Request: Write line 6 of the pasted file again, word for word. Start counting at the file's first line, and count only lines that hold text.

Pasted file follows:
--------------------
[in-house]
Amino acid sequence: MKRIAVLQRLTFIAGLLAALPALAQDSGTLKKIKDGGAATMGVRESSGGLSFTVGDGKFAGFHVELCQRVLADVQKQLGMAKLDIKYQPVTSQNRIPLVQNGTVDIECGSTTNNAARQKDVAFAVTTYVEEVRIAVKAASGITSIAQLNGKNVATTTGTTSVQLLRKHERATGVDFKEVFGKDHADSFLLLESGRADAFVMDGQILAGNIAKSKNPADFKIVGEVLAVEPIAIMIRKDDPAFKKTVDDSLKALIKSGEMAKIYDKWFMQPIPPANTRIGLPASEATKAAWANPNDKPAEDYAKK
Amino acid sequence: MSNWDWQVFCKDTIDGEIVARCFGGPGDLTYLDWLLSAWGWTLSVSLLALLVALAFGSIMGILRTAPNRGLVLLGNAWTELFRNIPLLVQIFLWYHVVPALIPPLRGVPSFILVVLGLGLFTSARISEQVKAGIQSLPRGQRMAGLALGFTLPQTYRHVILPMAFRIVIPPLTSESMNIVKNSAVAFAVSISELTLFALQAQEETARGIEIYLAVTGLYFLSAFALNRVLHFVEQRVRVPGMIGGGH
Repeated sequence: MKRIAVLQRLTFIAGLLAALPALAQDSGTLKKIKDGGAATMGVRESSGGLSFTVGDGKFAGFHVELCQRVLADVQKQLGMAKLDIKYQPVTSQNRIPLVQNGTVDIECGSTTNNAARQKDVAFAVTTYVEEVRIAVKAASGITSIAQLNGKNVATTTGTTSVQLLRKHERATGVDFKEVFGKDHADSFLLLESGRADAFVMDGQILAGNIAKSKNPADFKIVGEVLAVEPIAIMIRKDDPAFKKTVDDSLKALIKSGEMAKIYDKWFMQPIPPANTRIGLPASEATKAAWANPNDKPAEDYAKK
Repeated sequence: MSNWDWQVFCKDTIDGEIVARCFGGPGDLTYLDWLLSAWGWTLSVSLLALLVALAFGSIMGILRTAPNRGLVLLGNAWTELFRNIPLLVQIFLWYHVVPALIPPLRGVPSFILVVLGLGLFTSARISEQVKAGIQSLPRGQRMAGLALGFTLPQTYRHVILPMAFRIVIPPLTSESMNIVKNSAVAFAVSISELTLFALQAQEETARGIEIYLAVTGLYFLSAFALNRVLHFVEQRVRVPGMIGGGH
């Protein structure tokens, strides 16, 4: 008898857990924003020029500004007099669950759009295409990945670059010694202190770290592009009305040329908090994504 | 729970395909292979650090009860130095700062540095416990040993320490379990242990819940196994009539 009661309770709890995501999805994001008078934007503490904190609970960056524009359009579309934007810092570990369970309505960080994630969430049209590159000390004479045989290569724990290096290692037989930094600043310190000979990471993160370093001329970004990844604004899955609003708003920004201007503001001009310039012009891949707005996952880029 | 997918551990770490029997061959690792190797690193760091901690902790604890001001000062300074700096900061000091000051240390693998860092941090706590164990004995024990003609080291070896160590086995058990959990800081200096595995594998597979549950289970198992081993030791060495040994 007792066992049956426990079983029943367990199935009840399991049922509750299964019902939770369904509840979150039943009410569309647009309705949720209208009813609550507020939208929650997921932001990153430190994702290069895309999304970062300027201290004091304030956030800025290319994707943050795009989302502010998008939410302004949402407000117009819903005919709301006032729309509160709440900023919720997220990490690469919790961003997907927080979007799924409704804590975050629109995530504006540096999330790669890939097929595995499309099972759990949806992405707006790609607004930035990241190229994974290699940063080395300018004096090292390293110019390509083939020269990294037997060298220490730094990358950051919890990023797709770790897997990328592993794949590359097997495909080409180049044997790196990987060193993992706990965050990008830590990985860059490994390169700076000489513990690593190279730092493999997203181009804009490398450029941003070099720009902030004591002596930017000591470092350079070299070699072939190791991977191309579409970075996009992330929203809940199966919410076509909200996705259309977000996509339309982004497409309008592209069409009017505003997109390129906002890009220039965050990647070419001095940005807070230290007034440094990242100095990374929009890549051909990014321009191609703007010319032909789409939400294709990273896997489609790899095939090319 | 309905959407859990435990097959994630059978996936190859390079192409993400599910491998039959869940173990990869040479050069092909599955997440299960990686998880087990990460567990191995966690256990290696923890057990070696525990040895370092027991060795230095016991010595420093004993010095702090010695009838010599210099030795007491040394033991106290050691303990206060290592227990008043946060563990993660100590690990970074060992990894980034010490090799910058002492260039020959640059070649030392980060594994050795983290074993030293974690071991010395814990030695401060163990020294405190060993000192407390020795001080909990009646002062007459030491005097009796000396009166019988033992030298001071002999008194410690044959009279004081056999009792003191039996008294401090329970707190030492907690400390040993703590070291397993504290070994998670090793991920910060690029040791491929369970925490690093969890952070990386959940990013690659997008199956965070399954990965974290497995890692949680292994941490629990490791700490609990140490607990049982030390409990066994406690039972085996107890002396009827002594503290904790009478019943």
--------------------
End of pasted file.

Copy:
């Protein structure tokens, strides 16, 4: 008898857990924003020029500004007099669950759009295409990945670059010694202190770290592009009305040329908090994504 | 729970395909292979650090009860130095700062540095416990040993320490379990242990819940196994009539 009661309770709890995501999805994001008078934007503490904190609970960056524009359009579309934007810092570990369970309505960080994630969430049209590159000390004479045989290569724990290096290692037989930094600043310190000979990471993160370093001329970004990844604004899955609003708003920004201007503001001009310039012009891949707005996952880029 | 997918551990770490029997061959690792190797690193760091901690902790604890001001000062300074700096900061000091000051240390693998860092941090706590164990004995024990003609080291070896160590086995058990959990800081200096595995594998597979549950289970198992081993030791060495040994 007792066992049956426990079983029943367990199935009840399991049922509750299964019902939770369904509840979150039943009410569309647009309705949720209208009813609550507020939208929650997921932001990153430190994702290069895309999304970062300027201290004091304030956030800025290319994707943050795009989302502010998008939410302004949402407000117009819903005919709301006032729309509160709440900023919720997220990490690469919790961003997907927080979007799924409704804590975050629109995530504006540096999330790669890939097929595995499309099972759990949806992405707006790609607004930035990241190229994974290699940063080395300018004096090292390293110019390509083939020269990294037997060298220490730094990358950051919890990023797709770790897997990328592993794949590359097997495909080409180049044997790196990987060193993992706990965050990008830590990985860059490994390169700076000489513990690593190279730092493999997203181009804009490398450029941003070099720009902030004591002596930017000591470092350079070299070699072939190791991977191309579409970075996009992330929203809940199966919410076509909200996705259309977000996509339309982004497409309008592209069409009017505003997109390129906002890009220039965050990647070419001095940005807070230290007034440094990242100095990374929009890549051909990014321009191609703007010319032909789409939400294709990273896997489609790899095939090319 | 309905959407859990435990097959994630059978996936190859390079192409993400599910491998039959869940173990990869040479050069092909599955997440299960990686998880087990990460567990191995966690256990290696923890057990070696525990040895370092027991060795230095016991010595420093004993010095702090010695009838010599210099030795007491040394033991106290050691303990206060290592227990008043946060563990993660100590690990970074060992990894980034010490090799910058002492260039020959640059070649030392980060594994050795983290074993030293974690071991010395814990030695401060163990020294405190060993000192407390020795001080909990009646002062007459030491005097009796000396009166019988033992030298001071002999008194410690044959009279004081056999009792003191039996008294401090329970707190030492907690400390040993703590070291397993504290070994998670090793991920910060690029040791491929369970925490690093969890952070990386959940990013690659997008199956965070399954990965974290497995890692949680292994941490629990490791700490609990140490607990049982030390409990066994406690039972085996107890002396009827002594503290904790009478019943």